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Distributed list coloring: how to dynamically allocate frequencies to mobile base stations

MPS-Authors
http://pubman.mpdl.mpg.de/cone/persons/resource/persons44477

Garg,  Naveen
Algorithms and Complexity, MPI for Informatics, Max Planck Society;

http://pubman.mpdl.mpg.de/cone/persons/resource/persons45161

Papatriantafilou,  Marina
Algorithms and Complexity, MPI for Informatics, Max Planck Society;

http://pubman.mpdl.mpg.de/cone/persons/resource/persons45640

Tsigas,  Philippas
Algorithms and Complexity, MPI for Informatics, Max Planck Society;

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Fulltext (public)

1996-1-010
(Any fulltext), 11KB

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Citation

Garg, N., Papatriantafilou, M., & Tsigas, P.(1996). Distributed list coloring: how to dynamically allocate frequencies to mobile base stations (MPI-I-1996-1-010). Saarbrücken: Max-Planck-Institut für Informatik.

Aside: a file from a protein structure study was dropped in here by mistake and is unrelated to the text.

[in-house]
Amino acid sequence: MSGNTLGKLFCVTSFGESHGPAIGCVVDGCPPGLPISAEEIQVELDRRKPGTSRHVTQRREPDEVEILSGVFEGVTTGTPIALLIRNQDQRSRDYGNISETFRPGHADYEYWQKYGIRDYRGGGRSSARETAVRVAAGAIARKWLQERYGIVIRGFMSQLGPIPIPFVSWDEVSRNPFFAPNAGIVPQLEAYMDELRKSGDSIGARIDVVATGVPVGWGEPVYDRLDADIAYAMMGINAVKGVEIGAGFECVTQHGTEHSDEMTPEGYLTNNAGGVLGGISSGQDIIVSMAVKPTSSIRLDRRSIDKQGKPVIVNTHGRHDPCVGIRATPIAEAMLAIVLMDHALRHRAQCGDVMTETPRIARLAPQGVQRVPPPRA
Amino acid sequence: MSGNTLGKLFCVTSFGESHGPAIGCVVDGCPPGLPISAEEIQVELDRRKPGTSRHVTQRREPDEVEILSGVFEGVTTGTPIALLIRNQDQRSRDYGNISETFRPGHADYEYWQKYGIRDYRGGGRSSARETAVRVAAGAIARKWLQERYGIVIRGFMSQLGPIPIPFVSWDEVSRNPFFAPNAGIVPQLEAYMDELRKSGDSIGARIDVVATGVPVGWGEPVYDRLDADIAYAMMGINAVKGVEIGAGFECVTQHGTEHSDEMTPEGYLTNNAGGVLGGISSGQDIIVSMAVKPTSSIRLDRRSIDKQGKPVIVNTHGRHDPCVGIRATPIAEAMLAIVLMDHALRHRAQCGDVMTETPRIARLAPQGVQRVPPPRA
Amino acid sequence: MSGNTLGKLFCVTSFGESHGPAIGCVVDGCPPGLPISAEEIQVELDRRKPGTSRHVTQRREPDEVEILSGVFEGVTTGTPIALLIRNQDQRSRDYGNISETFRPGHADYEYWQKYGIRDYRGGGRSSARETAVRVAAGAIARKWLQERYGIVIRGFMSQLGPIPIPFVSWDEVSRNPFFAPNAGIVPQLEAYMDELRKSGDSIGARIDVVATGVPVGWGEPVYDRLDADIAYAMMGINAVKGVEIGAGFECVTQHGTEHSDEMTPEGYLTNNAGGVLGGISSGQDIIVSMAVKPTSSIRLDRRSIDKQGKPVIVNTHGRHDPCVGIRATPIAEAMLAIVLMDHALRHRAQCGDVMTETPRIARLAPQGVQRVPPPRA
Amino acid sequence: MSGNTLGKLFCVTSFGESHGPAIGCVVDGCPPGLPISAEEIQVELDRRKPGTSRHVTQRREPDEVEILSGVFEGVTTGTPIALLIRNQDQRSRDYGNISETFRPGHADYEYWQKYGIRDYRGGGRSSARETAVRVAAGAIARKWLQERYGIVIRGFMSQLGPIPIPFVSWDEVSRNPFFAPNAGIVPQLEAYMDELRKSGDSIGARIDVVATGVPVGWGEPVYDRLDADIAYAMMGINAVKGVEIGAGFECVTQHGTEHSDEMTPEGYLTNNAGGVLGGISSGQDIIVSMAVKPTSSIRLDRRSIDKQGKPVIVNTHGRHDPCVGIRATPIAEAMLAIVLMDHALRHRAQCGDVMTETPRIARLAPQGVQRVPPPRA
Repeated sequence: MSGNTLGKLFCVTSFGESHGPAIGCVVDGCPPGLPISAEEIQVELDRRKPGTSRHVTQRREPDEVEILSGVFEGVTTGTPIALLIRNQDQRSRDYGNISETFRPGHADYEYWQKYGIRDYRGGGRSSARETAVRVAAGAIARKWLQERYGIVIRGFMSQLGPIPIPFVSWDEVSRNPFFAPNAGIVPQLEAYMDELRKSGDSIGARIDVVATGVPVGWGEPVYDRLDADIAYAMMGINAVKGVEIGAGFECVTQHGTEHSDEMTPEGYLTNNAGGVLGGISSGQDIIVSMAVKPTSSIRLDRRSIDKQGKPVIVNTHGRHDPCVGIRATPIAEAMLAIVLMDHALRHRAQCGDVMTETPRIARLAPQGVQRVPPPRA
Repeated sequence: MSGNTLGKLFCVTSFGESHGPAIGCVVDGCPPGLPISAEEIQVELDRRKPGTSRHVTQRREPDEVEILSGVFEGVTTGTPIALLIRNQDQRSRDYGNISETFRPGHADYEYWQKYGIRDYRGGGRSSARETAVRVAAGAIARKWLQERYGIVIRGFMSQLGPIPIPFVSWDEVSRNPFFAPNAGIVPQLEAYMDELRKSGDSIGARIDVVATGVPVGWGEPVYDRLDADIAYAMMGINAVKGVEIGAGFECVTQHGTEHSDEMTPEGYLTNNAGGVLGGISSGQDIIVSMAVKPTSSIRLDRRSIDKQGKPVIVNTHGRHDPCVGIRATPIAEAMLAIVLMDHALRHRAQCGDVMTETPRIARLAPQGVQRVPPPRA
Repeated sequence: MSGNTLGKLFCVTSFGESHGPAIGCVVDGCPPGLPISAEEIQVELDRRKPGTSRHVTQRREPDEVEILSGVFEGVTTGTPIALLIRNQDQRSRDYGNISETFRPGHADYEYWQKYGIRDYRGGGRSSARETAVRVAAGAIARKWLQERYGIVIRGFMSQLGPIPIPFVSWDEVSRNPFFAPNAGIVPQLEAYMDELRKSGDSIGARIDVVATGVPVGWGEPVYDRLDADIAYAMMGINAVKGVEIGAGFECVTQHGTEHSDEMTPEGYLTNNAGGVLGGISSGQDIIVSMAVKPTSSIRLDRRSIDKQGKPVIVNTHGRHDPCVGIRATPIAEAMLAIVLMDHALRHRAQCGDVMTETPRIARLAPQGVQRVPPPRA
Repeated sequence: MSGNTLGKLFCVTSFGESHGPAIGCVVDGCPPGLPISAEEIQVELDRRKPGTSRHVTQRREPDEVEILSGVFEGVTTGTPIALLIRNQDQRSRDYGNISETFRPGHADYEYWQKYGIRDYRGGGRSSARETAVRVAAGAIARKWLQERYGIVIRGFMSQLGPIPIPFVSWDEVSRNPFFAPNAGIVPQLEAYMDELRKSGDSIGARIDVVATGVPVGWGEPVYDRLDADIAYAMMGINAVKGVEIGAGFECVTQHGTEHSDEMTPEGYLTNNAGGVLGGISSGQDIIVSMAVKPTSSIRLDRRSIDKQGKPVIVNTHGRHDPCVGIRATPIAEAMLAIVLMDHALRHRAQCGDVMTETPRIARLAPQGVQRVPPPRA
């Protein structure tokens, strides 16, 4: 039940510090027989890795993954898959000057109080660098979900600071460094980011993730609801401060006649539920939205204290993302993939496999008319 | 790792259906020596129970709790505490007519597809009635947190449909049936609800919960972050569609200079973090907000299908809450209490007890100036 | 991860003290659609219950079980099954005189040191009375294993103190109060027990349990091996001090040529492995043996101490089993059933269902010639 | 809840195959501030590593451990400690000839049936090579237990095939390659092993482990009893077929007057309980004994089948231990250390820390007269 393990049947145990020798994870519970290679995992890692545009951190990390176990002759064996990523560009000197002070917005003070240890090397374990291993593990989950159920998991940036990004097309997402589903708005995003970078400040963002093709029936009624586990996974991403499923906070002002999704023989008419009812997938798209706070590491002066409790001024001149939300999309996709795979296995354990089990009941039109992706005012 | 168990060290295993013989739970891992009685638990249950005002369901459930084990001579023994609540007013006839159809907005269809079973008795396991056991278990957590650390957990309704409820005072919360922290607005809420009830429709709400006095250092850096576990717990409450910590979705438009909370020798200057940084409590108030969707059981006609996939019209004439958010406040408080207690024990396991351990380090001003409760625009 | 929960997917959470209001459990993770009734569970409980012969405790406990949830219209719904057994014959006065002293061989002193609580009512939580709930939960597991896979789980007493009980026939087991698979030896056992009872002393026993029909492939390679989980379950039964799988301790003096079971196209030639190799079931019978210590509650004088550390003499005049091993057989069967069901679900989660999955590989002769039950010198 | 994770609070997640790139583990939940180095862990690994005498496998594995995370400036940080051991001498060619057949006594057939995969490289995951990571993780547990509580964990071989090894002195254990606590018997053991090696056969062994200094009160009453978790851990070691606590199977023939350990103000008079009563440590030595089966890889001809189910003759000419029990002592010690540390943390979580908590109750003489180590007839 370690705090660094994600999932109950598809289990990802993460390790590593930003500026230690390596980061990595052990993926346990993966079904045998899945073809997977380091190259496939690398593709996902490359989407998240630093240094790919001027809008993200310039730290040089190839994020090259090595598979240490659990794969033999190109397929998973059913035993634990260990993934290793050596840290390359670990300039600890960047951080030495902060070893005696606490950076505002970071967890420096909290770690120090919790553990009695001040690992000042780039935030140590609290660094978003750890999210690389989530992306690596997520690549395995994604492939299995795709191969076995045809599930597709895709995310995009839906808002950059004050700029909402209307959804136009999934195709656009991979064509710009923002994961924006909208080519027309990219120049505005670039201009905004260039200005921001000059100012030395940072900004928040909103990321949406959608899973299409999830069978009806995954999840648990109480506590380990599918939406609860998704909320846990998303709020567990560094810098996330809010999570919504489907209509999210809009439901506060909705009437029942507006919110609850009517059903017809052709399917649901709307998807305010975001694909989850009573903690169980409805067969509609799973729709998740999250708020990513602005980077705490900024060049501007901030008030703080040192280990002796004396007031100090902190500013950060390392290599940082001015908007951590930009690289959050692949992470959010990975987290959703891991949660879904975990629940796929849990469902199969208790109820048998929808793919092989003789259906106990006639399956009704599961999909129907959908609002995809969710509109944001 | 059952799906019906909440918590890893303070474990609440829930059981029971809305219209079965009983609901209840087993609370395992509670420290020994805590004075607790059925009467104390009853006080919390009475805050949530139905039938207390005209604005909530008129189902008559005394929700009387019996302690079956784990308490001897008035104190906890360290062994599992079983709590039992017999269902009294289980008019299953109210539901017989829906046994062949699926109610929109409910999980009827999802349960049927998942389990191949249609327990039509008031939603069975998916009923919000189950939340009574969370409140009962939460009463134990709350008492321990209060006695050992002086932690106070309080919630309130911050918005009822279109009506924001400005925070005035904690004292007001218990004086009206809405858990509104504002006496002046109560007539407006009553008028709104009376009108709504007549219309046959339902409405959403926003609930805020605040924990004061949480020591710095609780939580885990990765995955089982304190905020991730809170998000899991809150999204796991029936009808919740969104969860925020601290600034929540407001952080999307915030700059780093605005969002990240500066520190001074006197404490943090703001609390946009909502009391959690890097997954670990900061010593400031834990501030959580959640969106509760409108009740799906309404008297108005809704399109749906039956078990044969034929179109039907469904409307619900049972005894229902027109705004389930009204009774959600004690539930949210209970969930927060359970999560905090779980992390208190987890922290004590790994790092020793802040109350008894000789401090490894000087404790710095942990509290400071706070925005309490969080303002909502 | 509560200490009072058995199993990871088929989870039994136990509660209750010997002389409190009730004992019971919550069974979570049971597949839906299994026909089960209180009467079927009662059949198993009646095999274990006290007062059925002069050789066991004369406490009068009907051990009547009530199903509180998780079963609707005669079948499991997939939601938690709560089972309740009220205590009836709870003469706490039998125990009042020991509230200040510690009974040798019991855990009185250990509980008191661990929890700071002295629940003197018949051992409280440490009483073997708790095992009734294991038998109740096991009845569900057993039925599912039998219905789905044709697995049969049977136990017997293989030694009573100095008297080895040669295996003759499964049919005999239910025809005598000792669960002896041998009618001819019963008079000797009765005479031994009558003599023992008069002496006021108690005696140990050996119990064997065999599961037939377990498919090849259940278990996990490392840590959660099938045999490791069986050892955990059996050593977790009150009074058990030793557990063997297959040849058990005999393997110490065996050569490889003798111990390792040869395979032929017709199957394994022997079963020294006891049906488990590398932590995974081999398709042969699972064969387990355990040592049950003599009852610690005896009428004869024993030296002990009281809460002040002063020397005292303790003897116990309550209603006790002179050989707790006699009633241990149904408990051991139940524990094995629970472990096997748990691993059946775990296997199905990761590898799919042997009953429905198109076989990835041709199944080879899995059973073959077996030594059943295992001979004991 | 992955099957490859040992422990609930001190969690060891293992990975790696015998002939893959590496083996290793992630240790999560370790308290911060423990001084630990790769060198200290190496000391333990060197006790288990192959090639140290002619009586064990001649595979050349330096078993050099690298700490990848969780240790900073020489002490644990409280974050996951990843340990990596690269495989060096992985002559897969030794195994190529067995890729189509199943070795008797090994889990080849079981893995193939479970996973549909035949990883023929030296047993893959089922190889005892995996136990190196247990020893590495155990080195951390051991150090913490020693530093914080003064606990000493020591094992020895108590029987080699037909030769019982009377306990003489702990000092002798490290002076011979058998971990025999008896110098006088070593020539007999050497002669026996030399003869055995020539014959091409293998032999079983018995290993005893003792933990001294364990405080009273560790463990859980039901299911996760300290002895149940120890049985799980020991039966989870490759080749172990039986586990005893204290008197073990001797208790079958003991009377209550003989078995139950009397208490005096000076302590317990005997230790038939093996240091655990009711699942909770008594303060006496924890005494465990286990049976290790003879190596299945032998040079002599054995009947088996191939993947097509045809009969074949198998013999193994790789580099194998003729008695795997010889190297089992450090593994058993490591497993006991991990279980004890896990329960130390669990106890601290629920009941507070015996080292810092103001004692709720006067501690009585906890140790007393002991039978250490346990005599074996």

Cite as: http://hdl.handle.net/11858/00-001M-0000-0014-A198-B
Abstract
To avoid signal interference in mobile communication it is necessary that the channels used by base stations for broadcast communication within their cells are chosen so that the same channel is never concurrently used by two neighboring stations. We model this channel allocation problem as a {\em generalized list coloring problem} and we provide two distributed solutions, which are also able to cope with crash failures, by limiting the size of the network affected by a faulty station in terms of the distance from that station. Our first solution uses a powerful synchronization mechanism to achieve a response time that depends only on $\Delta$, the maximum degree of the signal interference graph, and a failure locality of 4. Our second solution is a simple randomized solution in which each node can expect to pick $f/4\Delta$ colors where $f$ is the size of the list at the node; the response time of this solution is a constant and the failure locality 1. Besides being efficient (their complexity measures involve only small constants), the protocols presented in this work are simple and easy to apply in practice, provided the existence of distributed infrastructure in networks that are in use.